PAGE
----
Table of Contents Author Guidelines Submit a Manuscript
BioMed Research International
Volume 2015, Article ID 638502, 9 pages
http://dx.doi.org/10.1155/2015/638502
Research Article

Environmental Stability and Residual Stresses in Zirconia Femoral Head for Total Hip Arthroplasty: In Vitro Aging versus Retrieval Studies

1Department of Orthopaedic Surgery, Tokyo Medical University, 6-7-1 Nishishinjuku, Shinjuku-ku, Tokyo 160-0023, Japan
2Department of Bone and Joint Biomaterial Research, Tokyo Medical University, 6-7-1 Nishishinjuku, Shinjuku-ku, Tokyo 160-0023, Japan
3Ceramic Physics Laboratory, Kyoto Institute of Technology, Sakyo-ku, Matsugasaki, Kyoto 606-8585, Japan

Received 17 April 2015; Accepted 24 May 2015

Academic Editor: Radovan Zdero

Copyright © 2015 Masanori Arita et al. This is an open access article distributed under the Creative Commons Attribution License, which permits unrestricted use, distribution, and reproduction in any medium, provided the original work is properly cited.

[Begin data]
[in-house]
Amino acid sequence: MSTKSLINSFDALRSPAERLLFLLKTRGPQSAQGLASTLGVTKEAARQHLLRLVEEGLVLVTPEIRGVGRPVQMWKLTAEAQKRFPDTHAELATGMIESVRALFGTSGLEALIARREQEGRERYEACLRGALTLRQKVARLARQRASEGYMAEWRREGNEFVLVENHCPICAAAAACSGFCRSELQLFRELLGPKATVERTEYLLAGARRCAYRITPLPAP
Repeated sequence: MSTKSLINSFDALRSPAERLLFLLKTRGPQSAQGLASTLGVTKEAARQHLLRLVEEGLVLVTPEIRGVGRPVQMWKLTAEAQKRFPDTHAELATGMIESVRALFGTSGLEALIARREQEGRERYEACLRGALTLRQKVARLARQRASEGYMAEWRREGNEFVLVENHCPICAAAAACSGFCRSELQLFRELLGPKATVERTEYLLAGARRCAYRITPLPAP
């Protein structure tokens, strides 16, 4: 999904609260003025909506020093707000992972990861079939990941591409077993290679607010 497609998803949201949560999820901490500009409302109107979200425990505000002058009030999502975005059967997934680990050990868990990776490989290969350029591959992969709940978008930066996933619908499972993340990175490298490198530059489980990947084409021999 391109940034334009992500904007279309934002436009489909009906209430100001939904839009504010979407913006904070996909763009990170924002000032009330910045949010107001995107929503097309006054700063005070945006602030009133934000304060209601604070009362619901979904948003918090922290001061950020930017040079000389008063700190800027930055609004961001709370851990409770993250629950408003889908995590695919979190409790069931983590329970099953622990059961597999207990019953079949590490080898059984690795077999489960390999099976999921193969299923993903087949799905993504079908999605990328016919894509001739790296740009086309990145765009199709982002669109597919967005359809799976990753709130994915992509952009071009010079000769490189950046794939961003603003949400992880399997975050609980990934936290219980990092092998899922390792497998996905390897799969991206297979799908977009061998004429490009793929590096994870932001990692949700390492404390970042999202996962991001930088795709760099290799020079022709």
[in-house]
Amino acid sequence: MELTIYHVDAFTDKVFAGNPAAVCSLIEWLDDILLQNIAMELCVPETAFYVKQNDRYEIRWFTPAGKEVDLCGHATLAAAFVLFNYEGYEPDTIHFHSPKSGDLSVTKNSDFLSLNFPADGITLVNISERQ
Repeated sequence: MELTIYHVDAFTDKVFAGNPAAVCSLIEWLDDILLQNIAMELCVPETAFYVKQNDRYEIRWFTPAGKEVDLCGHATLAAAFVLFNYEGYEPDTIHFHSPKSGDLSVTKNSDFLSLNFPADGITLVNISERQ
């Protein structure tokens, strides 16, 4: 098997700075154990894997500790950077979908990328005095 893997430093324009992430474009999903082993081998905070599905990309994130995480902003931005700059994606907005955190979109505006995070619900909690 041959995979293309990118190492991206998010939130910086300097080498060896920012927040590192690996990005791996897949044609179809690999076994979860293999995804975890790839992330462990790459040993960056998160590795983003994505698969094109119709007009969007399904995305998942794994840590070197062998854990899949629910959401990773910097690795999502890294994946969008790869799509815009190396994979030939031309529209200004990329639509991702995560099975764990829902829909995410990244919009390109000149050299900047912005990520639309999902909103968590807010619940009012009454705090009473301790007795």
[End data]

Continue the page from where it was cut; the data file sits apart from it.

Abstract

The objective of this study was to compare the low temperature degradation (LTD) behavior of femoral heads made of 3Y-TZP as observed on retrievals with that induced in vitro upon prolonged exposures to a hydrothermal environment. The time-dependent evolution of tetragonal-to-monoclinic transformation and the related residual stresses were nondestructively monitored by Raman microspectroscopy. An increasing intensification of tensile and compressive stresses was detected with increasing hydrothermal aging duration in tetragonal and monoclinic phases, respectively. The dependence of monoclinic fraction upon exposure time was rationalized through the Mehl-Avrami-Johnson (MAJ) formalism in order to interpret the LTD process according to a two-step mechanism of formation and growth of monoclinic nuclei. In vitro results were compared to in vivo monoclinic contents in the same type of 3Y-TZP head retrievals after implantation periods of 1.6–16.6 y, also including literature data previously reported by other authors. One-hour exposure under the selected aging condition is estimated to correspond to in vivo exposures of 4 and 2 years according to ISO and ASTM criteria, respectively. A critical review of these two criteria according to the present analyses revealed that the ASTM simulation predicts more closely the in vivo results as compared to the ISO one.